Salvation for Sinners


"I came not to call the righteous, but sinners to repentance." Luke 5: 33.

I want to call your attention to-night to a text which you will find in the 5th chapter of Luke and the 32d verse. The text is also recorded in Matthew and Mark; and whenever you find a passage recorded by all three of the evangelists, you may know that it is one of those important truths which he wants to impress upon people. "I came not to call the righteous, but sinners to repentance." It was when hefirstcame downtoCapernaum that heuttered these words. He had been cast out of Nazareth; they didn't want him; they wouldn't have salvation. He came down to Cap rnauin, and there he found Levi sitting at the receipt of customs, and he called him to become one of his disciples. Levi was so full of joy when he found Christ—as all young converts are—that he got up a great feast; and he invited all the publicans and sinners to it. I suppose he wanted to get them all converted; that was the reason he prepared a sumptuous feast; and they came, not to hear Jesus, but just to partake of the feast that Levi had prepared for them. And Jesus was there too, among these publicans and sinners. The Pharisees were there too; and they began to murmur against his disciples, saying: "Why do these men eat with publicans and sinners?" And it was on this occasion that Christ uttered this wonderful text: "I came not to call the righteous, but sinners to repentance." That is what he came into this world for; he came into the world just for the very purpose of saving sinners. Now a good many men come to Chicago to do a certain work. Some come to practice law, that's their profession; others come to practice medicine, because that's their business; some are business men and some are mechanics: and when Christ oame into this world he came for a purpose; He had a profession, if you will allow me the expression—-he came to call sinners to repentance. You know when he was going down to the Samaritan town, his disciples went down to see whether they would let him come there. We find him on his way from Galilee to Jerusalem. You know there •was such a hatred between the Jews and the Samaritans that they would have no dealings with each other; and he sent his disciples on to see if he would be allowed to enter. The Samaritans would not allow him there, and his'disciples were Bo incensed that James and John asked Jesus to "command fire to come down from heaven and consume them, even as Elias did." "Why," said the Son of man, "I didn't come to destroy men's lives, but to save them." That's what he came for. He came to bless men; he came to do men good; and there is not a sinner here to-night who cannot be saved—and will be saved to-night, if they wish.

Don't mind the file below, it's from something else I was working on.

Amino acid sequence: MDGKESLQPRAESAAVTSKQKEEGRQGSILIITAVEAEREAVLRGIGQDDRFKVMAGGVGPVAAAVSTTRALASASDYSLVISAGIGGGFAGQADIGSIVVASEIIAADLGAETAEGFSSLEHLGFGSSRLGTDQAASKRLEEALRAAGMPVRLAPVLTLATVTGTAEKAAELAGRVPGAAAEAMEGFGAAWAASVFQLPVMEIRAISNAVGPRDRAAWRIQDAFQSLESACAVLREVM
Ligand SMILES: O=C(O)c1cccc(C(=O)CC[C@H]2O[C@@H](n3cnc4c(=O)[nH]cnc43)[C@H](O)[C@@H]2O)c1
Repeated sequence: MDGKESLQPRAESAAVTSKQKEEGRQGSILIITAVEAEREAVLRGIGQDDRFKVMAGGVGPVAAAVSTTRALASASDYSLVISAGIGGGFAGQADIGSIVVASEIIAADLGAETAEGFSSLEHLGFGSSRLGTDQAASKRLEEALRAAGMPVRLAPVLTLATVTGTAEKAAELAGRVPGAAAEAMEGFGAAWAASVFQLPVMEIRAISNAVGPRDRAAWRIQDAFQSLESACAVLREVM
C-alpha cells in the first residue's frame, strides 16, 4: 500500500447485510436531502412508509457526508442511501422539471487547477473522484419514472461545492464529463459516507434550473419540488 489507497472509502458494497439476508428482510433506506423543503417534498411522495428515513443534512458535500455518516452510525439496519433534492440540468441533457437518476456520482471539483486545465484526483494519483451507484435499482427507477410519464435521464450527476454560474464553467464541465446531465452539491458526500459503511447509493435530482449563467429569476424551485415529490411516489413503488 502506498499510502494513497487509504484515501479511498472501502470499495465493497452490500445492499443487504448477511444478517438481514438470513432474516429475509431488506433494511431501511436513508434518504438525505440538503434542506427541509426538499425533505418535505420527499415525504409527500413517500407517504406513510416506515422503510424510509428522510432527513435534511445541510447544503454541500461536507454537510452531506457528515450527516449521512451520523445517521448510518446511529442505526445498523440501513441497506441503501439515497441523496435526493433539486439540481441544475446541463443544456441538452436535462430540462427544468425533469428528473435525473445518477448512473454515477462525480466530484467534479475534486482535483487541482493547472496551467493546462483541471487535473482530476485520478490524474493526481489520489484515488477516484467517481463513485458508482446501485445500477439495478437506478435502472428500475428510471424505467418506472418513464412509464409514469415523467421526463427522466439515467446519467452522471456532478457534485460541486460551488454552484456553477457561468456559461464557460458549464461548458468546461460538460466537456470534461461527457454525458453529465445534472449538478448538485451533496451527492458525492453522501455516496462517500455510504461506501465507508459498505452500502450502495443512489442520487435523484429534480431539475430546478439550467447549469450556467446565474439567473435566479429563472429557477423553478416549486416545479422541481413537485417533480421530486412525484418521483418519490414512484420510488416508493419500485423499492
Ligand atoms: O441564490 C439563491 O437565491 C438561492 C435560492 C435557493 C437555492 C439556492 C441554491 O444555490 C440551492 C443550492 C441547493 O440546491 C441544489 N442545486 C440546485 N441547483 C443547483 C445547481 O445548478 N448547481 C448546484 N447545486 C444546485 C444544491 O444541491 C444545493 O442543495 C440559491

You may call this world a great hospital, and all the people are born sick. A great many people imagine their souls are never diseased, and think they don't need a physician; but when people wake up to the fact that their souls are diseased, then they find the need of a physician. But there is no need for the physician unless you feel you are sick. You know you could not send a physician to a man wh« was well. Suppose I go on the W*est Side and ask a celebrated physician to come over and see Mr. White. Suppose he comes round and finds Mr. White sitting in his drawing-room, perfectly well. "Why, how is this? Mr. Moody told me you were sick, and bade me make a professional call." Not only is the physician disgusted, but the patient is too. The world don't send for a physician till sickness comes. When it feels sick, then it sends for a doctor, and the doctor comes. And whenever a man feels his need of Christ and calls, that moment he comes and is healed. There is a physician here to-night for every sinner. I don't care what your sins may be, or how long you have been living in sin; I don't care if your life hu been as black as hell, the Great Physician is here. What for? Just to heal every man and woman that wants to be healed.